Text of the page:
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Women With a Mammogram Within the Past Two Years: Women Age 50-74 by County, New Mexico, 2012, 2014, 2016

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Why Is This Important?

Breast cancer is the most common cancer among women (excluding non-melanoma skin cancer) and is the second leading cause of cancer death in New Mexican women (after lung cancer). Regular mammograms are the best tests health providers have to screen for breast cancer.

Women With a Mammogram Within the Past Two Years: Women Age 50-74 by County, New Mexico, 2012, 2014, 2016

Due to small sample sizes, BRFSS data for 2012, 2014 and 2016 were aggregated in order to provide stable county estimates.

Definition

Estimated percentage of New Mexican women ages 50-74 years who have had a mammogram in the past two years (i.e., current with breast cancer screening recommendations). A mammogram is an X-ray picture of the breast. Health care providers use a mammogram to look for early signs of breast cancer. The breast cancer screening questions are only administered in the BRFSS in even-numbered years. In January 2016, the United States Preventive Services Task Force (USPSTF) updated its previous 2009 recommendations for breast cancer screening; however, the update contained no changes in screening recommendations for average-risk women based on age group. For women ages 40-49 years, mammography screening is not routinely recommended, but women who place a higher value on the potential benefit than the potential harms may choose to begin screening every two years. For women ages 50-74 years, mammography screening is recommended every two years. For women ages 75 years and older, there was insufficient evidence to recommend for or against mammography screening.

Data Notes

Note: The county-level BRFSS data used for this indicator report were weighted to be representative of the New Mexico Health Region populations. Had the data been weighted to be representative of each county population, the results would likely have been different. **The count or rate in certain cells of the table has been suppressed either because 1) the observed number of events is very small and not appropriate for publication, or 2) it could be used to calculate the number in a cell that has been suppressed. For survey queries, percentages calculated from fewer than 50 survey responses are suppressed. Estimates for the following counties have been suppressed due to small numbers: Catron, De Baca, Guadalupe, Harding, Hidalgo, Mora, Torrance and Union.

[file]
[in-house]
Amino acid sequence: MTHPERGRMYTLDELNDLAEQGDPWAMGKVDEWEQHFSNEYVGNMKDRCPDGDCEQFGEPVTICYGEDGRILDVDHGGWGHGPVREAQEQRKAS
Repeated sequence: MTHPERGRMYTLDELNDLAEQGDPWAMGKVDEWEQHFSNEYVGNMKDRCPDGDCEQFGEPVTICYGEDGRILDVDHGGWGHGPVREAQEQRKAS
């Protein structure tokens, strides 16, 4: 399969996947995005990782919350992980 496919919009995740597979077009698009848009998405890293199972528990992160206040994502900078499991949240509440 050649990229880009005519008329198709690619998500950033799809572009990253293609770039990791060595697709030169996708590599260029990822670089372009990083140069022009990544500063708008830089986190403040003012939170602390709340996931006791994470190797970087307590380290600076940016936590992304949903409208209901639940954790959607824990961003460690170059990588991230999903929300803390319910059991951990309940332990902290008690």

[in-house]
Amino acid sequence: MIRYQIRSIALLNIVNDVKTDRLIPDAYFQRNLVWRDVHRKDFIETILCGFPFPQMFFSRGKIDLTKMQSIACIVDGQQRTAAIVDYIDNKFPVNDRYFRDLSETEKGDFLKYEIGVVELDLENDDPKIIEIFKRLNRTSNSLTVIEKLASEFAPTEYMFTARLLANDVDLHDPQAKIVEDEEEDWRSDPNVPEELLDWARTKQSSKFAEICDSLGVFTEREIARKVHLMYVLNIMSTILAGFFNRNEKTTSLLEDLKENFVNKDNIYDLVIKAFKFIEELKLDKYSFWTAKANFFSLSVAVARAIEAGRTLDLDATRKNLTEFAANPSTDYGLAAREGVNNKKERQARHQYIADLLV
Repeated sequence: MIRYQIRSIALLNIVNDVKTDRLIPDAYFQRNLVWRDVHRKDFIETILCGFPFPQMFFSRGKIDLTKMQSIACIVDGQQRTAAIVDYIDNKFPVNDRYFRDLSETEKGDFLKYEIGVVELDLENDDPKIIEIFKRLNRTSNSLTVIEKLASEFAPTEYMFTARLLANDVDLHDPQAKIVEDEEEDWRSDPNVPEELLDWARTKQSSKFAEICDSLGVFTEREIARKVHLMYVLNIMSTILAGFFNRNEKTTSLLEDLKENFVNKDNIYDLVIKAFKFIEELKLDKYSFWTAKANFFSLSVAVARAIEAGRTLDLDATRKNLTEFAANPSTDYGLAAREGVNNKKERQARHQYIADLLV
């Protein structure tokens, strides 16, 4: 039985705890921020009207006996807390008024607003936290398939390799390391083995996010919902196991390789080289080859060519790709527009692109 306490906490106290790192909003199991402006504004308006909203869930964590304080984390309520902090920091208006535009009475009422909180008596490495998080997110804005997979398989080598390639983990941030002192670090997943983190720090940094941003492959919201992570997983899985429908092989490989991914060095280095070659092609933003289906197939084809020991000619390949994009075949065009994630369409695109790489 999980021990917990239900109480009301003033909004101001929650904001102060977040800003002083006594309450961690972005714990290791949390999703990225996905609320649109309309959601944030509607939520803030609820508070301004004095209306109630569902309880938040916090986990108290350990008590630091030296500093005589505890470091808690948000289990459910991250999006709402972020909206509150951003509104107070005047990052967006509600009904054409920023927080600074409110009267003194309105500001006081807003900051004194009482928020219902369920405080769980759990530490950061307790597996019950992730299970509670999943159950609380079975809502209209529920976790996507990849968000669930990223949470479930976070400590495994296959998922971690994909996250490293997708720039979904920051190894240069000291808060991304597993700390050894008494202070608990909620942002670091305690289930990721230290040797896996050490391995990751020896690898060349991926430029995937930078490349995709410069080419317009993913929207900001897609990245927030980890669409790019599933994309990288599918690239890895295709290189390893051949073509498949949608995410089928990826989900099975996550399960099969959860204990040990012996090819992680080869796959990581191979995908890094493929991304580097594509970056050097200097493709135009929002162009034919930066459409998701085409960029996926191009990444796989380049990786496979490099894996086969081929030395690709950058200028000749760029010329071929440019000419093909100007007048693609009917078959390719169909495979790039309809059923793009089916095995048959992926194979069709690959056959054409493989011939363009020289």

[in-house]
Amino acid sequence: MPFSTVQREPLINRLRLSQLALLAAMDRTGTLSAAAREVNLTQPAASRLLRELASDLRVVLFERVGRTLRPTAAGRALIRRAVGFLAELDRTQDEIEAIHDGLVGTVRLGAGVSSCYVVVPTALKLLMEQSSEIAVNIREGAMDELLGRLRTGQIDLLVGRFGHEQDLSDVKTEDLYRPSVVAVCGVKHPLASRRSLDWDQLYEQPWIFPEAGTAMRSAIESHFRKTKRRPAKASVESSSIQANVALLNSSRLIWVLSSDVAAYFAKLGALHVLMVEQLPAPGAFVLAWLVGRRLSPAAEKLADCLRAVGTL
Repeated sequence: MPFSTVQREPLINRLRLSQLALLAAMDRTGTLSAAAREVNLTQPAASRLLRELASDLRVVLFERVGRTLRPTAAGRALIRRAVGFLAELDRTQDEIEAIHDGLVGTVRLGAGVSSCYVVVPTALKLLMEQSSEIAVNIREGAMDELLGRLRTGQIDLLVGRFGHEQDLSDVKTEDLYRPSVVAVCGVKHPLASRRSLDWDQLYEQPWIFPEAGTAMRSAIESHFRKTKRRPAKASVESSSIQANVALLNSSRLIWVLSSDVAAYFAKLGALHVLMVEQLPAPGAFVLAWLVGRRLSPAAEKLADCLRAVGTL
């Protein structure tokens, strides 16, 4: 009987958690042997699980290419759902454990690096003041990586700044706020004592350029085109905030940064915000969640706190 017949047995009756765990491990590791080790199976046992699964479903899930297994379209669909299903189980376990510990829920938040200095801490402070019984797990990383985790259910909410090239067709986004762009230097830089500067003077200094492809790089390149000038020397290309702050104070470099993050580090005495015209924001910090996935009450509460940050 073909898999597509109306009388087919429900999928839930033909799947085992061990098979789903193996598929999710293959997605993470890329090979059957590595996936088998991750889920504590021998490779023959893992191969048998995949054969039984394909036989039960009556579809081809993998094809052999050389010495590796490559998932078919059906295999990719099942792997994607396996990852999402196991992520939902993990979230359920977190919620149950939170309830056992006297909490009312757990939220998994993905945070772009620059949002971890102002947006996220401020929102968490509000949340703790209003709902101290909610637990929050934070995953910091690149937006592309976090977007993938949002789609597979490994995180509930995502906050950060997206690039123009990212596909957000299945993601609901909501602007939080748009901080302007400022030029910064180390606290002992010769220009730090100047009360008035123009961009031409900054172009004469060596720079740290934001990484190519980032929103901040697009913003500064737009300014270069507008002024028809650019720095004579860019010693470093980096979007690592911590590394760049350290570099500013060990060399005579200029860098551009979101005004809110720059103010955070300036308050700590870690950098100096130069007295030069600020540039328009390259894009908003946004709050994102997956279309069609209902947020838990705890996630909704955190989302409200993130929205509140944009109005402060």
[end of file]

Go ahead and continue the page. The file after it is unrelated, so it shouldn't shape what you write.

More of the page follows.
Data Sources

  • Behavioral Risk Factor Surveillance System Survey Data, U.S. Department of Health and Human Services, Centers for Disease Control and Prevention, together with New Mexico Department of Health, Injury and Behavioral Epidemiology Bureau.
    (https://www.nmhealth.org/about/erd/ibeb/brfss/)
  • U.S. data source: Centers for Disease Control and Prevention (CDC), Behavioral Risk Factor Surveillance System (BRFSS) Prevalence and Trends Data.
    (https://www.cdc.gov/brfss/brfssprevalence)

How the Measure is Calculated

  • Numerator:

    Number of New Mexican women ages 50-74 years from the Behavioral Risk Factor Surveillance System (BRFSS) who reported that they have had a mammogram within the past two years.
  • Denominator:

    Number of New Mexican women ages 50-74 years from the Behavioral Risk Factor Surveillance System (BRFSS).

Data Issues

The Behavioral Risk Factor Surveillance System (BRFSS) is an ongoing survey of adults about health-related behaviors, health conditions, and preventive services. Data are collected in all 50 states, D.C., and U.S. territories. The survey is conducted using scientific telephone survey methods for landline and cellular phones (with cellular since 2011). The landline phone portion of the survey excludes adults living in group quarters such as college dormitories, nursing homes, military barracks, and prisons. The cellular phone portion of the survey includes adult students living in college dormitories but excludes other group quarters. Beginning with 2011, the BRFSS updated its surveillance methods by adding in calls to cell phones and changing its weighting methods. These changes improve BRFSS' ability to take into account the increasing proportion of U.S. adults using only cellular telephones. Because of these changes, the data from years prior to 2011 are not directly comparable to data from 2011 and later. Please see the [[a href="/nmibis-view/docs/Query/BRFSS/BRFSS_fact_sheet_Aug2012.pdf BRFSS Method Change Factsheet]]. Responses have been weighted to reflect the New Mexico adult population by age, sex, ethnicity, geographic region, marital status, education level, home ownership and type of phone. The "missing" and "don't know" responses are not included when calculating a percentage.

Health Topic Pages Related to: Cancer Screening - Mammography

Indicator Data Last Updated On 02/14/2018, Published on 11/27/2020
Population and Community Health Bureau, Public Health Division, New Mexico Department of Health, Public Health Division, 5301 Central Ave. NE, Suite 800, Albuquerque, NM 87108, Telephone: (505) 841-5840. For inquiries, contact the Medical Director/Epidemiologist, Susan Baum, MD, MPH (email: susan.baum@state.nm.us).